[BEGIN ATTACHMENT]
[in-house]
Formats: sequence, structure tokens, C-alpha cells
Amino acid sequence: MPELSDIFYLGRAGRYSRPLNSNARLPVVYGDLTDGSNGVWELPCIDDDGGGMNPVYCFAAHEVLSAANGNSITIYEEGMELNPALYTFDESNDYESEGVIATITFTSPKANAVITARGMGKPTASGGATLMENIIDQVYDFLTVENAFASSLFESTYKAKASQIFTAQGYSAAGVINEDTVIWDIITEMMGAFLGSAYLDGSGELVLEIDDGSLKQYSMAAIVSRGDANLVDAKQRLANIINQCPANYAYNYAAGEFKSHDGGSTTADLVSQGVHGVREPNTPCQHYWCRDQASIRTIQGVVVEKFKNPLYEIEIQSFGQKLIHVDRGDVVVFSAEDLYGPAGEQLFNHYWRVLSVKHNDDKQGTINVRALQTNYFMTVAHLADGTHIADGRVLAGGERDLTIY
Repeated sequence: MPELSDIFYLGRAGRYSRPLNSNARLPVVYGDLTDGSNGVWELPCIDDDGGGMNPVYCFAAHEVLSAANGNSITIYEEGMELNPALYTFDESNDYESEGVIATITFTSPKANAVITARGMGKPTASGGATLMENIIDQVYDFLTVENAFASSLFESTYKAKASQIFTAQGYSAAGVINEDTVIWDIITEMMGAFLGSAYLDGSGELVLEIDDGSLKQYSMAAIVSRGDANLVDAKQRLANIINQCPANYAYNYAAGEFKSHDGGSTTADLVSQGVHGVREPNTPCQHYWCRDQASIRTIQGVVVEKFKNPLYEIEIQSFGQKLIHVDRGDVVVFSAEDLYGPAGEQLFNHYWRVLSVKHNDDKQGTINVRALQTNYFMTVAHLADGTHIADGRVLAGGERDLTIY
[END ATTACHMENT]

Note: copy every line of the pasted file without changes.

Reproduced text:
[in-house]
Formats: sequence, structure tokens, C-alpha cells
Amino acid sequence: MPELSDIFYLGRAGRYSRPLNSNARLPVVYGDLTDGSNGVWELPCIDDDGGGMNPVYCFAAHEVLSAANGNSITIYEEGMELNPALYTFDESNDYESEGVIATITFTSPKANAVITARGMGKPTASGGATLMENIIDQVYDFLTVENAFASSLFESTYKAKASQIFTAQGYSAAGVINEDTVIWDIITEMMGAFLGSAYLDGSGELVLEIDDGSLKQYSMAAIVSRGDANLVDAKQRLANIINQCPANYAYNYAAGEFKSHDGGSTTADLVSQGVHGVREPNTPCQHYWCRDQASIRTIQGVVVEKFKNPLYEIEIQSFGQKLIHVDRGDVVVFSAEDLYGPAGEQLFNHYWRVLSVKHNDDKQGTINVRALQTNYFMTVAHLADGTHIADGRVLAGGERDLTIY
Repeated sequence: MPELSDIFYLGRAGRYSRPLNSNARLPVVYGDLTDGSNGVWELPCIDDDGGGMNPVYCFAAHEVLSAANGNSITIYEEGMELNPALYTFDESNDYESEGVIATITFTSPKANAVITARGMGKPTASGGATLMENIIDQVYDFLTVENAFASSLFESTYKAKASQIFTAQGYSAAGVINEDTVIWDIITEMMGAFLGSAYLDGSGELVLEIDDGSLKQYSMAAIVSRGDANLVDAKQRLANIINQCPANYAYNYAAGEFKSHDGGSTTADLVSQGVHGVREPNTPCQHYWCRDQASIRTIQGVVVEKFKNPLYEIEIQSFGQKLIHVDRGDVVVFSAEDLYGPAGEQLFNHYWRVLSVKHNDDKQGTINVRALQTNYFMTVAHLADGTHIADGRVLAGGERDLTIY